Thursday, 4 December 2014

Where is the (human) life of the fields?

After a two month lay-off due to a ruptured Achilles tendon I am glad to be back out roaming again. A day of late autumnal brilliance led me to a favourite place, the hidden combes below the hamlet of Cold Ashton: a becalmed swathe of deep England happy in its steeply contoured obscurity. I’ve been afoot here for a decade, at least twice a year. Absorbing the solitary serenity it occurred to me that I could hardly recall ever meeting or even seeing another human being on these numerous wanderings, once away from the road. To be in a long settled and wrought landscape, a stone’s throw from Bath and Bristol, in a densely populated country and have the place to yourself – acres of splendid isolation - is a curious thing. There is much to gain from wandering alone – time to think, away from the clamouring noise of everyday life – but this got me wondering existential thoughts about the very idea of my lone occupation of such places.

How we, the neo-landless masses, interact with landscapes outside of the narrowly prescribed to and fro of our immediate living, working, leisure and travel environments is something to ponder whilst out on an unshackled walk: even the most lowly cottager of pre-urban society would most likely covet our home comforts but be at a loss to understand how little of the land around us we actually have a stake in through common rights and custom. Such thoughts bring land ownership and legal rights of access into sharp relief, as well as the artificial lines that are often drawn between the rural and the urban. These themes are at the heart of two recent media articles: Prince Charles' comments in Country Life berating the loss of connection between urban dwellers and rural life (apparently unencumbered by the irony of a beneficiary of enormous inherited wealth and estates admonishing the descendants of those driven off the land by poverty or coercion for their lack of understanding of the countryside); and Simon Jenkins' article on threats to the rural landscape as he comes to the end of his term as Chair of the National Trust. In their different ways both seek to reinforce the view that the countryside needs more 'protection' from development and change. This is in many ways an admirable sentiment, as is Jenkins' view, mirroring a current campaign by the Campaign for the Protection of Rural England, that the pressures on the housing market should be primarily met by developing brownfield and derelict sites in urban areas. 

However, in seeking to preserve the rural landscape in idealised form there is a danger that it becomes an ossified version of itself; notwithstanding the fact that efforts to defend and conserve landscapes in this way, through designation, campaigning, management schemes and so on, necessarily have to focus on those deemed to be of most value, thereby leaving swathes of less heralded countryside at the mercy of intensified agri-business and mission creep urban infrastructure. The binary problem of a concentrated but spreading urban population, culturally adrift from its high status (and high cost) rural hinterland can only be exacerbated if this is our only response to developers and businesses who see the countryside in terms of pound signs.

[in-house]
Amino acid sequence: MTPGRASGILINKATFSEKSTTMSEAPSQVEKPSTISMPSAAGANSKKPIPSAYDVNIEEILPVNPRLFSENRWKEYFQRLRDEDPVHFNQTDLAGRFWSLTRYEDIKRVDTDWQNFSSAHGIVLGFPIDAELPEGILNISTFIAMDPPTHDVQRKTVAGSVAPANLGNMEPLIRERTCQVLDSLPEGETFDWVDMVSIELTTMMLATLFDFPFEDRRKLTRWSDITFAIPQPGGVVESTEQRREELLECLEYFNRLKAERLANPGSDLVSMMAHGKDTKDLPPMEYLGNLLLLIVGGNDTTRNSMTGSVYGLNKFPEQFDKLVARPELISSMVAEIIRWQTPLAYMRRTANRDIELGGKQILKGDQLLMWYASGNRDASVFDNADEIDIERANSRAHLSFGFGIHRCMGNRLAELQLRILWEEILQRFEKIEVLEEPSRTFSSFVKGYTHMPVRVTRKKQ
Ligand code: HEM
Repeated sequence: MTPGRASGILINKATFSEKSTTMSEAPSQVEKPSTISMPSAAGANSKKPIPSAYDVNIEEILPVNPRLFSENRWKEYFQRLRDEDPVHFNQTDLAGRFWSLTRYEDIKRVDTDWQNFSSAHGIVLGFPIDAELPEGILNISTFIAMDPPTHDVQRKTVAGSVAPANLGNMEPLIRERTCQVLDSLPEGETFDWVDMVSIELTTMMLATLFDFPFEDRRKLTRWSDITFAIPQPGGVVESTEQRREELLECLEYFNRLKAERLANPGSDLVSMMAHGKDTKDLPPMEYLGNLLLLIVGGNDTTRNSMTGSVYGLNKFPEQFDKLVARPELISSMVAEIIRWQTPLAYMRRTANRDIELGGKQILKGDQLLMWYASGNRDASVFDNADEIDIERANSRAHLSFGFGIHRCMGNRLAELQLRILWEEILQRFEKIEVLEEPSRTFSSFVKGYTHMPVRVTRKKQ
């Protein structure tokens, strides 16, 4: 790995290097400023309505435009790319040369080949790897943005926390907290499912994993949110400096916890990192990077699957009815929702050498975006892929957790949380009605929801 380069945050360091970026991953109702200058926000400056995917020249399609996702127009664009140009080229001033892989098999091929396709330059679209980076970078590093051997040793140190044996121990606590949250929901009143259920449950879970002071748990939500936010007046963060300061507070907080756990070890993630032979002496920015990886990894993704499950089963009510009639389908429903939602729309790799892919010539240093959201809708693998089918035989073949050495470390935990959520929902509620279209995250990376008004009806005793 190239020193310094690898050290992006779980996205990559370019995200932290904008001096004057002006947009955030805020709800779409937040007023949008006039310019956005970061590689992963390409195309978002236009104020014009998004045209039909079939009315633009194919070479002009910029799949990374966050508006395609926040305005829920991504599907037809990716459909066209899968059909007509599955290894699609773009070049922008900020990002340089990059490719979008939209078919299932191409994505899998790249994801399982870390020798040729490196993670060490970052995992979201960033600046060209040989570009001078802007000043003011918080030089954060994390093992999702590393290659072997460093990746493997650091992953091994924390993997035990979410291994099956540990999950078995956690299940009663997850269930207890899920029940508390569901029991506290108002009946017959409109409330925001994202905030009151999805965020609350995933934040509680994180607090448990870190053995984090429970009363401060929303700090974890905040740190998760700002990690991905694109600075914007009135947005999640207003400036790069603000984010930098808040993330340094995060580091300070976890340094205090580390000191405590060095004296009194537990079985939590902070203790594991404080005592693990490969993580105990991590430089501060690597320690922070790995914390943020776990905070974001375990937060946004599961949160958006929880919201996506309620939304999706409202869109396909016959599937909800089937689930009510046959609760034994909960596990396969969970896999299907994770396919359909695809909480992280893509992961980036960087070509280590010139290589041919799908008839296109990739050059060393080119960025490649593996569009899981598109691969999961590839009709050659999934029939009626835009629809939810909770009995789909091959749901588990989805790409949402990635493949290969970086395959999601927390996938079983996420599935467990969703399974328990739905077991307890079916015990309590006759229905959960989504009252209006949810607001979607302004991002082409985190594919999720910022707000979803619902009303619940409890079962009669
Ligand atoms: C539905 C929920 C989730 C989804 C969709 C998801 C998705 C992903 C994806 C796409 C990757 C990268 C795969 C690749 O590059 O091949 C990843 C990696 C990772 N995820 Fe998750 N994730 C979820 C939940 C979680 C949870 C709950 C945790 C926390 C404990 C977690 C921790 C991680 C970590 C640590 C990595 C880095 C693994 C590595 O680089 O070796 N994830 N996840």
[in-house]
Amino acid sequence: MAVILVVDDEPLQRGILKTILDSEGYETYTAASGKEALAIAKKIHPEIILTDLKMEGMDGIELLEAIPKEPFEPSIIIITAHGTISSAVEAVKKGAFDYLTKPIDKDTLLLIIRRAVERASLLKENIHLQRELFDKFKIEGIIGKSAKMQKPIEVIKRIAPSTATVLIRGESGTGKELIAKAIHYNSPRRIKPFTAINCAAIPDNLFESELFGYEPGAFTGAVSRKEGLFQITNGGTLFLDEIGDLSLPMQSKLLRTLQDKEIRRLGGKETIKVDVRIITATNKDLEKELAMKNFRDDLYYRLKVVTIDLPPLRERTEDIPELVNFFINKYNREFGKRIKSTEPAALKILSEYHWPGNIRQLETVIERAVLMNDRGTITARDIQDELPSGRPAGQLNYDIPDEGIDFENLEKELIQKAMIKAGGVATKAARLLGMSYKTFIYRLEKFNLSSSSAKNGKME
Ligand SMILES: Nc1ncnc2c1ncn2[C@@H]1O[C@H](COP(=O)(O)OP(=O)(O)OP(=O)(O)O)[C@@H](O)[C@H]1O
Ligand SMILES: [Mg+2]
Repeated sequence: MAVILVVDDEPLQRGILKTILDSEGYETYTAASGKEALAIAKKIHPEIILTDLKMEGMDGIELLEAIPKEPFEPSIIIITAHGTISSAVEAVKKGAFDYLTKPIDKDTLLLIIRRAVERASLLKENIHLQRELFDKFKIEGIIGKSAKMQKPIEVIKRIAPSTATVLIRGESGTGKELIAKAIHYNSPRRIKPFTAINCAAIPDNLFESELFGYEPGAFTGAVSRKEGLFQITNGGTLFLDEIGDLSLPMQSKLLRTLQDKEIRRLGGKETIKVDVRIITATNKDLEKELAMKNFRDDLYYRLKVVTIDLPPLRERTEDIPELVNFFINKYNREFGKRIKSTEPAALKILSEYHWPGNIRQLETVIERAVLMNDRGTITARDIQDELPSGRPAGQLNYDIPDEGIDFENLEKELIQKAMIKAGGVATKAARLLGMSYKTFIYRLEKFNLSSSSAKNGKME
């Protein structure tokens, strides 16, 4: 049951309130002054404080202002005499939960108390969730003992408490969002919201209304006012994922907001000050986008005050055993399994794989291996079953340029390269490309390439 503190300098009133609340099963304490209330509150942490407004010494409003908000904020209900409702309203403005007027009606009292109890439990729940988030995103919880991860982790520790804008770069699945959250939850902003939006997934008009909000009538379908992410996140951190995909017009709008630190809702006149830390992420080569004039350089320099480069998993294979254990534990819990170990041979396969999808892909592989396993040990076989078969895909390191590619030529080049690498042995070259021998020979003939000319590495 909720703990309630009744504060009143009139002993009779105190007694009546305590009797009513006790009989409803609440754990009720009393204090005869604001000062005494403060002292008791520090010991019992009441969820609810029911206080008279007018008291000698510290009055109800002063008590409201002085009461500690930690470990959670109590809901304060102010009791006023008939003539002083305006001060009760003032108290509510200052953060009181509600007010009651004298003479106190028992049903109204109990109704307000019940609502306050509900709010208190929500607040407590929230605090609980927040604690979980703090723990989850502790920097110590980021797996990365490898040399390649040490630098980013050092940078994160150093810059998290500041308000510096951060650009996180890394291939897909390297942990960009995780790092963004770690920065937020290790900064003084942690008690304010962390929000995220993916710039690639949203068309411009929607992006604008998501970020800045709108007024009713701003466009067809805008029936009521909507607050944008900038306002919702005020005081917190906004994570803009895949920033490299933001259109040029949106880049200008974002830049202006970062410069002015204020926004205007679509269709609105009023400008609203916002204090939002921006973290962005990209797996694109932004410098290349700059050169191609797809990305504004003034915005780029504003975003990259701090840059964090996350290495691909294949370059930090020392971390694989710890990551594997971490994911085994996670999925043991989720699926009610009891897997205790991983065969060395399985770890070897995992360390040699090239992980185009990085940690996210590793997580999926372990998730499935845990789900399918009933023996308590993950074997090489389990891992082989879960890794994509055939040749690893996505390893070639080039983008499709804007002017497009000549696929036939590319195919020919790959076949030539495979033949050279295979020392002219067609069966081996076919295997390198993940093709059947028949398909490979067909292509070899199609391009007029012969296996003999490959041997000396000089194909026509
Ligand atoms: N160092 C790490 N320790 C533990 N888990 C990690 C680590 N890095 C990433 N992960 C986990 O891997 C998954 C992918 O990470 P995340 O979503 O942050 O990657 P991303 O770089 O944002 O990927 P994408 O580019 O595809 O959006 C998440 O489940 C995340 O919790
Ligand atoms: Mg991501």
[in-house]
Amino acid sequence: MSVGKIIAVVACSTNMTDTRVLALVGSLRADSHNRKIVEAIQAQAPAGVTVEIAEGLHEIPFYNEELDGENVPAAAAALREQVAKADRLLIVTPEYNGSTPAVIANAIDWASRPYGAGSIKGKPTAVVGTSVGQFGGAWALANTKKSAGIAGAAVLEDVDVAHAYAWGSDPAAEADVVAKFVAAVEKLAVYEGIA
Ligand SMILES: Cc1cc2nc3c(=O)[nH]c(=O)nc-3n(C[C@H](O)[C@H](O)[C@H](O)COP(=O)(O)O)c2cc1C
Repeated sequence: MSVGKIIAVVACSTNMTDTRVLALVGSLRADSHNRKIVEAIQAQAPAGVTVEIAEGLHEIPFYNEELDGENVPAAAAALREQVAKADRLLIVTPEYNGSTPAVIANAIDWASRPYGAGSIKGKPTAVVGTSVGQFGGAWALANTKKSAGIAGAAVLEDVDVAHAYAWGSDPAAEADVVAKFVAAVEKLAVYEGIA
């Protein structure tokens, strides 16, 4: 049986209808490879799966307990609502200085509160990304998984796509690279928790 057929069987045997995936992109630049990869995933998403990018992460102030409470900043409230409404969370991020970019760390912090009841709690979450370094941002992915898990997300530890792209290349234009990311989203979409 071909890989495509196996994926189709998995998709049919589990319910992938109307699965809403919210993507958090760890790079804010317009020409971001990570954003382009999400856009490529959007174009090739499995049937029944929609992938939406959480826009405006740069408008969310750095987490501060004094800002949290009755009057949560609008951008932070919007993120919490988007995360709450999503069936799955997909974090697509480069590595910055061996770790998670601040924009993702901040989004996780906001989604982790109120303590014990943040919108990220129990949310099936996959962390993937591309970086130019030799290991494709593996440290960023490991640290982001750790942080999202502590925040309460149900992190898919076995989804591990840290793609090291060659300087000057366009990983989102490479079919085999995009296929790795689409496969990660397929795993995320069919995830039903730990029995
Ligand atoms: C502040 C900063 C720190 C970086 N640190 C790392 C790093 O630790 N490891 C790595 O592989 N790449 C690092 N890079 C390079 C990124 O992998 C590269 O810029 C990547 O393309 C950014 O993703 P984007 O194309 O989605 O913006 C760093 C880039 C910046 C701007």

Curiously, one of the more optimistic sounding conservation movements of the moment, rewilding, may only add to this problem if followed to its logical extremes (and the rhetoric of some of its advocates seems to be worryingly fundamentalist in tone, with vague exhortations to 'control' human population and immigration). There is certainly significant scope for returning parts of the landscape to a more self-willed natural state - thereby enabling flora and fauna to reestablish a less anthropocene dominated ecological balance. Though rewilding surely has its place, it should be remembered that, in Asa Briggs words "...nature and culture - the latter a word derived from the land - are inextricably entangled in Britain as a whole" and if human engagement with the environment was even more highly concentrated in the urban (and suburban) realm to enable the wild to reassert itself elsewhere then the landscape - and our relationship with it - would be all the poorer.

As the images from my recent walk shown here illustrate, much of the rural landscape is remarkably depopulated, like a Hardy-esque scene 'swept by a spectral hand'. This is at odds with the received wisdom of a crowded, densely populated island where it is no longer possible to find space or tranquillity. In fact in pre-modern societies, though the total population was much smaller than today (cities of any significant size having yet to develop) it was more evenly dispersed, with hundreds of residents in even the most remote parish or township; the shouting and unruly swains, shepherds, woodsmen, maids and gypsies of John Clare's poetry-social commentary. Even in Richard Jefferies time, the late nineteenth century, as he traces the course of a spring-born brook through 'the life of the fields' in Wild Life in a Southern County the wildlife and natural history that he observes are in the context of a highly peopled environment - in field, wood, farmstead, hamlet and village. This pattern of settlement, allied to the fact that the majority of the population were engaged in working the land in some way, meant that today's rural backwaters were much busier places. To give an example, on my three mile route along the hushed valleys around Cold Ashton there can be seen grassed over terraced strip lynchets indicating medieval land under the plough, the ruins of a mill and its silted up pond, woodland intensively managed as coppice until recent times, an abandoned farmstead and numerous tracks and holloways that are now verdant footpaths or overgrown but would have been well used thoroughfares. This pattern could be replicated on a similar short walk in pretty much any part of the British Isles (and would in fact be magnified in many upland areas, often haunted by the memories of even more dramatic abandonment and desertion from prehistoric times through to the early modern period).